The Problem

What do we know about plastic pollution in fluvial ecosystems?

Plastics are one of the most used materials worldwide because of its low cost of production and useful technical characteristics, including elasticity, lightless, resistance to corrosion, and ease of processing. However, plastic residues can cause serious environmental problems due to their low degradability.

These problems will probably be exacerbated in the near future as plastic production has been predicted to further increase (Lau et al. 2020). Plastic litter, especially microplastics (MP) particles (<5 mm) are emerging contaminants of global concern due to their possible interactions with biota, their potentially toxic chemical constituents, and persistence (Hartman et al. 2019).

Plastic pollution has a high prevalence in freshwater ecosystems. The main sources of MP are the runoff from urban, industrial, touristic and agricultural areas, and waste disposal sites such as waste water treatment (WWT) effluents and WWT sludge spreading, as well as atmospheric deposition. Downstream transport is the most important pathway of MP movement from river networks to the sea/ocean (Horton and Dixon 2018).

However, an important fraction of MP is retained instream, where the environmental conditions will establish the physical, chemical and biological interactions that affect their retention, movement and breakdown (Figure 1 A).

Microplastics are a universe of small plastic particles of environmental concern

Microplastics are not made of only one material, but encompass a diverse array of substances that differ not only in its chemical composition and density, but also in size and shape (Figure 1 B). This variability leads to differences in their potential partitioning between the water column and the river bed (i.e. benthic habitats) and the associated environmental impacts.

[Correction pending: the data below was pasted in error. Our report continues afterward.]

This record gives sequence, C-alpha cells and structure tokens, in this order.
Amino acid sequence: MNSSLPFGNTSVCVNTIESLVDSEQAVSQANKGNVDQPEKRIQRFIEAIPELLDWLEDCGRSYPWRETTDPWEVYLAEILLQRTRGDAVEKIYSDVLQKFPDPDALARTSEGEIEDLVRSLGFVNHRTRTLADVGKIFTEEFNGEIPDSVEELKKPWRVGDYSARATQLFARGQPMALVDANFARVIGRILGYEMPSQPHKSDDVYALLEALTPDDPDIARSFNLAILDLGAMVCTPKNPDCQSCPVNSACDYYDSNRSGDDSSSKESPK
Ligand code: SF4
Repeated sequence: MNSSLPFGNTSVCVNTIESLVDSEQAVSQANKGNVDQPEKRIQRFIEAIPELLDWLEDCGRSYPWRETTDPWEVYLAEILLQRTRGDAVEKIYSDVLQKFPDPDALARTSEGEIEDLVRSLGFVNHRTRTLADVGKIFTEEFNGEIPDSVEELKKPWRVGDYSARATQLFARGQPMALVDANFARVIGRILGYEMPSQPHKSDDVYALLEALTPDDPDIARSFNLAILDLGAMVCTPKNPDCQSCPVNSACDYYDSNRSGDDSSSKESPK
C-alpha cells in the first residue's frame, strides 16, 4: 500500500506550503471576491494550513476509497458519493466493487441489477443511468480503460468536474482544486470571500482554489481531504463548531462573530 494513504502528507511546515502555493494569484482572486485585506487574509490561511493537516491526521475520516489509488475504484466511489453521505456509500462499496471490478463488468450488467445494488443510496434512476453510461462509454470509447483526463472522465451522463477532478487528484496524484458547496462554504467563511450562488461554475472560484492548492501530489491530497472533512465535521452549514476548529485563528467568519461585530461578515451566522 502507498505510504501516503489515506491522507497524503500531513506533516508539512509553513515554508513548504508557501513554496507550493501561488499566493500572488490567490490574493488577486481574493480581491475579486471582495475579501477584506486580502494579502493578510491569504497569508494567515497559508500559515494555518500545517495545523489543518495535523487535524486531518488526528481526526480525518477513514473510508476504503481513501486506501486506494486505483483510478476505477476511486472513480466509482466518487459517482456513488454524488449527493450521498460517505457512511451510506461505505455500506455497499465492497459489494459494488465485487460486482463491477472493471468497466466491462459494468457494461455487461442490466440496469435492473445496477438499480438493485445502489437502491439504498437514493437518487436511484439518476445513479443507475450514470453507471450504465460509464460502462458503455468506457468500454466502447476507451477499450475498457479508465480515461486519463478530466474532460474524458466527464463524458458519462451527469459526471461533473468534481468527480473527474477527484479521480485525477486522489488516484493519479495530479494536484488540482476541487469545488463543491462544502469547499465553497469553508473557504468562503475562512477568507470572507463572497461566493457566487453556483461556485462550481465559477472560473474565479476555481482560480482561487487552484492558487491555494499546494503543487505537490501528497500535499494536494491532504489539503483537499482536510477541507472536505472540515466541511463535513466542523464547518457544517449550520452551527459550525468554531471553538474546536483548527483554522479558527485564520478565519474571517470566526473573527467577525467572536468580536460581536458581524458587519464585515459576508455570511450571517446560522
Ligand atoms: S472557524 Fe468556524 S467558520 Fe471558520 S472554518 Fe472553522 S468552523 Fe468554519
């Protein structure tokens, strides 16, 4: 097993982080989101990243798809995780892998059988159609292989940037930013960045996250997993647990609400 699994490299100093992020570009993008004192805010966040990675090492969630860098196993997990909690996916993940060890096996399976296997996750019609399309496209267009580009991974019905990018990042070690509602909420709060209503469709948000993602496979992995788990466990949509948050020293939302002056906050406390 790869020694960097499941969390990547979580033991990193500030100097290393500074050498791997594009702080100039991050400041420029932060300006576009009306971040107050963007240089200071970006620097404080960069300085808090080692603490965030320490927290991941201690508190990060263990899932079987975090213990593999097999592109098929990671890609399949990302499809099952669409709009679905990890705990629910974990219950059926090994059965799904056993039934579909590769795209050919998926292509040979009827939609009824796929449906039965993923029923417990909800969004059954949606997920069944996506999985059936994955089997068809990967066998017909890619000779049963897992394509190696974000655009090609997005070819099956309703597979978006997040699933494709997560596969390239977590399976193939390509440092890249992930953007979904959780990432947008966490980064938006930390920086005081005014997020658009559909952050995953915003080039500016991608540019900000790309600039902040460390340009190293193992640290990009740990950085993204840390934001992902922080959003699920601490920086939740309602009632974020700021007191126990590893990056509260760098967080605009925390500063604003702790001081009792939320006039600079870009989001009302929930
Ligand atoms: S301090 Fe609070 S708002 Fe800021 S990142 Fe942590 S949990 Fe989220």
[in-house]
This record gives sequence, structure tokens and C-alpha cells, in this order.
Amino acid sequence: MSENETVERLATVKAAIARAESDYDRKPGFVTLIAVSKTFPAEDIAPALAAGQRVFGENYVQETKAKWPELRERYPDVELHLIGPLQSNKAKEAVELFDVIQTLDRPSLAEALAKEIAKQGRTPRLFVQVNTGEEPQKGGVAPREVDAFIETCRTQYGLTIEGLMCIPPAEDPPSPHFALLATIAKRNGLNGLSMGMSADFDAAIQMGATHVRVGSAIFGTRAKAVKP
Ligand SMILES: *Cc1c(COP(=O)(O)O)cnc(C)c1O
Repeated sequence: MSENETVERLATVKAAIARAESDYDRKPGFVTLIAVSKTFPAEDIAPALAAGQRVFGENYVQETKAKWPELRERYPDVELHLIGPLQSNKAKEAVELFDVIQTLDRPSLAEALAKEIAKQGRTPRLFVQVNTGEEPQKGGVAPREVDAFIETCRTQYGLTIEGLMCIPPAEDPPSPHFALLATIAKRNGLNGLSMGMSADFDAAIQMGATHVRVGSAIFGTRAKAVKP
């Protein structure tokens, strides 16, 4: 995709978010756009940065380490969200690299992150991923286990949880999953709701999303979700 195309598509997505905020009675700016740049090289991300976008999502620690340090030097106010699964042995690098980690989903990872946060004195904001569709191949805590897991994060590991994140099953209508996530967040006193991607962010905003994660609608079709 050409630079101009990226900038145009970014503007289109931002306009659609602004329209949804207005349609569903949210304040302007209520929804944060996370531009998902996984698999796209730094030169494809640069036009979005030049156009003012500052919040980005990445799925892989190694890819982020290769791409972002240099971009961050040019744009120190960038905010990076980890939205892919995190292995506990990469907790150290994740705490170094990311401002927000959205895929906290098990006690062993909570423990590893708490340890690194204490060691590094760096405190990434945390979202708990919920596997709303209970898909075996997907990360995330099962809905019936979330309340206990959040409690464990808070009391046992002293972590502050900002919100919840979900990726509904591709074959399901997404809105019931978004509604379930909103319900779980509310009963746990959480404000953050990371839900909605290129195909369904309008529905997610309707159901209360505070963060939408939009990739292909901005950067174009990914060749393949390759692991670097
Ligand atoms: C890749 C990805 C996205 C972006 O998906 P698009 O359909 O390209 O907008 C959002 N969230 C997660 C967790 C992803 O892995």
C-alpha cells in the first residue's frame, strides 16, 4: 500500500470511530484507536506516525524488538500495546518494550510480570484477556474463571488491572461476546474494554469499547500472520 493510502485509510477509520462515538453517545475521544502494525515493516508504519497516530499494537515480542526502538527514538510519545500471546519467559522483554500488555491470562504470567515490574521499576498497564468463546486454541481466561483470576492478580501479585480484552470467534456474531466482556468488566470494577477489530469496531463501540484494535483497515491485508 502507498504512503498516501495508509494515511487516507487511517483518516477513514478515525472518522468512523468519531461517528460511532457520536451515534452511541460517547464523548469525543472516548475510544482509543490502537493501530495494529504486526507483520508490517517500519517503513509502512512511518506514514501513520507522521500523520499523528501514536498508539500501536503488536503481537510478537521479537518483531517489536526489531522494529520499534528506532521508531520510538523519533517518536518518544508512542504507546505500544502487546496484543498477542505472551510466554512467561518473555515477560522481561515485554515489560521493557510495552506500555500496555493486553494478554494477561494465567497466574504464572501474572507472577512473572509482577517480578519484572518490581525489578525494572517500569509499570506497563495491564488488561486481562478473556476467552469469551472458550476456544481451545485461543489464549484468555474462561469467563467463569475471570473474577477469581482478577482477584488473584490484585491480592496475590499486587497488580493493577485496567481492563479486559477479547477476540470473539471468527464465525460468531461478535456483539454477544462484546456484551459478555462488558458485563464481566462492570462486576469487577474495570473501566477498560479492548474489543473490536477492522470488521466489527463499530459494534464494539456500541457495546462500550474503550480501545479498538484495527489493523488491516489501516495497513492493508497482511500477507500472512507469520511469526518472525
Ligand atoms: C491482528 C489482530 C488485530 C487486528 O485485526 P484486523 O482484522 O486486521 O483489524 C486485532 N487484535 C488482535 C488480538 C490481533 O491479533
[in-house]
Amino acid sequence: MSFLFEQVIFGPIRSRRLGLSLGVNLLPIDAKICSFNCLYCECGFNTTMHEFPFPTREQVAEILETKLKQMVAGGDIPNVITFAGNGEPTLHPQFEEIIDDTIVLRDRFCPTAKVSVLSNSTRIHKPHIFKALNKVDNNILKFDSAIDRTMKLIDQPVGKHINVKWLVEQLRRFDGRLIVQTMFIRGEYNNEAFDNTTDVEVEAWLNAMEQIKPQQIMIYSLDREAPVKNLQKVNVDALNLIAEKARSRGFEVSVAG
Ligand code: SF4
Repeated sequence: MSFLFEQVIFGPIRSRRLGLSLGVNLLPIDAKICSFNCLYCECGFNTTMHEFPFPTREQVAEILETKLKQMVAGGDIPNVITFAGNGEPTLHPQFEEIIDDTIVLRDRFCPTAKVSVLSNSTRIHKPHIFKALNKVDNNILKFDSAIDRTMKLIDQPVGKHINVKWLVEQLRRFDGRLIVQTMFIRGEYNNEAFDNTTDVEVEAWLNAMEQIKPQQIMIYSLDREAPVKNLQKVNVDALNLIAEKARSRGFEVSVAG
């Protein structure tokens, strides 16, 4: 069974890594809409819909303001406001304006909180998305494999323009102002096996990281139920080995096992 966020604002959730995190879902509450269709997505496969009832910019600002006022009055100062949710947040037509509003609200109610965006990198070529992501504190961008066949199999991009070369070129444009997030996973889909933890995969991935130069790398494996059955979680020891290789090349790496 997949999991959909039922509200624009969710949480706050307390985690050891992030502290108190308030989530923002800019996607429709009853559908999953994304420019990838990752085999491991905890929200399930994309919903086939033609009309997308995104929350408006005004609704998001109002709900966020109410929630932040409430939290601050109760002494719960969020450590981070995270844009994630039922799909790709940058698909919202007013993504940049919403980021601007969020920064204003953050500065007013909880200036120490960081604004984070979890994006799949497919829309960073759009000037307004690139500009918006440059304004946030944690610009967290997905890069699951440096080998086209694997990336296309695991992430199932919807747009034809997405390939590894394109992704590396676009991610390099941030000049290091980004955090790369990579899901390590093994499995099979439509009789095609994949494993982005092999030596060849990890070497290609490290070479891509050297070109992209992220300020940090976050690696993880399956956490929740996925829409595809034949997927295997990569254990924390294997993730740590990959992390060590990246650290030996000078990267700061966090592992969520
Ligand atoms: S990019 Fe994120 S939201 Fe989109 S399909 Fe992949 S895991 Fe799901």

The most abundant MP are low-density (<1 g/cm3) materials such as polyethylene (PE) and polypropylene (PP), as well as other materials with intermediate density (1 g/cm3), such as polystyrene (PS). Other materials that are also common are polyethylene terephthalate (PET), polyester and polyacrylonitrile (PAN) and polyamide (PA) that have higher density (>1 g/cm3) and are generally more abundant in sediments (Schwarts et al. 2019).

Moreover, all plastic products contain some degree of reactive chemicals. For example, 12.285 compounds have been indicated in food packaging, more than 600 of which are potentially hazardous (Groh et al. 2020).

Some of these MP compounds are receiving increasing attention since they have been classified as carcinogenic, mutagenic, and endocrine disrupting (Erkes-Medrano and Thompson 2018).

Figure 1. A) Dynamics of MP along the river continuum. The largest accumulation of MP on the riverbed is expected in depositional zones. At watershed scale, deposition zones increase downstream, and at reach scale, they are expected to increase in habitats of low flow. Smaller MP size is expected downstream where velocity slows down.  B) The range of sizes of MP includes particles small as some viruses and most prokaryotic cells (0.1-5 µm); most eukaryotic cells (10-100 µm); free-living protozoa such as paramecium and amoebas (100-1000 µm) up to the macroscopic aquatic macroinvertebrates.